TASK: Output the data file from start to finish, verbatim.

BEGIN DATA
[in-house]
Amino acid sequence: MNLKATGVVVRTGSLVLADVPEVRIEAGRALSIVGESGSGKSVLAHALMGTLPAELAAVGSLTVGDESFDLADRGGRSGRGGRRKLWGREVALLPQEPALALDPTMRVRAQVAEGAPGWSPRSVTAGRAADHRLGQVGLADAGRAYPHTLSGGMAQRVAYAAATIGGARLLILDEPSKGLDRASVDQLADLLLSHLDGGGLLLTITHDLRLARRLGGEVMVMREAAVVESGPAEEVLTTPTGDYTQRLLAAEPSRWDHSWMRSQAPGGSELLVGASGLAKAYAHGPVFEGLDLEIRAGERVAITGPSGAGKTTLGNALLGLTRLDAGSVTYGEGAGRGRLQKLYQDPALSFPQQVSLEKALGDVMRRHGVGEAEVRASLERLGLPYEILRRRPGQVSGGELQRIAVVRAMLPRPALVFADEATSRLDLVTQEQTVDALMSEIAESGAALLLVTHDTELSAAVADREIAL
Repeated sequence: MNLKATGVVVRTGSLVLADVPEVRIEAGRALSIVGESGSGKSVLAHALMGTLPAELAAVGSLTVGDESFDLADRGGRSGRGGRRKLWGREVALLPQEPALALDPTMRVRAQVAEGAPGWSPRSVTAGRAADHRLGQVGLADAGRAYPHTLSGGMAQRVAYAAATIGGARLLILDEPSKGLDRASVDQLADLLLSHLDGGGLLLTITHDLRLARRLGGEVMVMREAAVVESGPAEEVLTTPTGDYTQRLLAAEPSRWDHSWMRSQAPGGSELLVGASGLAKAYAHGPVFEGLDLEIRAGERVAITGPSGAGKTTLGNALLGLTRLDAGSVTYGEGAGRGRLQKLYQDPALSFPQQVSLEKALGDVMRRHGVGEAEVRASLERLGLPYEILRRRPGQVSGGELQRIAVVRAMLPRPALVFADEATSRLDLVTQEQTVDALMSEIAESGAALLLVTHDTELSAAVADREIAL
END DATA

[in-house]
Amino acid sequence: MNLKATGVVVRTGSLVLADVPEVRIEAGRALSIVGESGSGKSVLAHALMGTLPAELAAVGSLTVGDESFDLADRGGRSGRGGRRKLWGREVALLPQEPALALDPTMRVRAQVAEGAPGWSPRSVTAGRAADHRLGQVGLADAGRAYPHTLSGGMAQRVAYAAATIGGARLLILDEPSKGLDRASVDQLADLLLSHLDGGGLLLTITHDLRLARRLGGEVMVMREAAVVESGPAEEVLTTPTGDYTQRLLAAEPSRWDHSWMRSQAPGGSELLVGASGLAKAYAHGPVFEGLDLEIRAGERVAITGPSGAGKTTLGNALLGLTRLDAGSVTYGEGAGRGRLQKLYQDPALSFPQQVSLEKALGDVMRRHGVGEAEVRASLERLGLPYEILRRRPGQVSGGELQRIAVVRAMLPRPALVFADEATSRLDLVTQEQTVDALMSEIAESGAALLLVTHDTELSAAVADREIAL
Repeated sequence: MNLKATGVVVRTGSLVLADVPEVRIEAGRALSIVGESGSGKSVLAHALMGTLPAELAAVGSLTVGDESFDLADRGGRSGRGGRRKLWGREVALLPQEPALALDPTMRVRAQVAEGAPGWSPRSVTAGRAADHRLGQVGLADAGRAYPHTLSGGMAQRVAYAAATIGGARLLILDEPSKGLDRASVDQLADLLLSHLDGGGLLLTITHDLRLARRLGGEVMVMREAAVVESGPAEEVLTTPTGDYTQRLLAAEPSRWDHSWMRSQAPGGSELLVGASGLAKAYAHGPVFEGLDLEIRAGERVAITGPSGAGKTTLGNALLGLTRLDAGSVTYGEGAGRGRLQKLYQDPALSFPQQVSLEKALGDVMRRHGVGEAEVRASLERLGLPYEILRRRPGQVSGGELQRIAVVRAMLPRPALVFADEATSRLDLVTQEQTVDALMSEIAESGAALLLVTHDTELSAAVADREIAL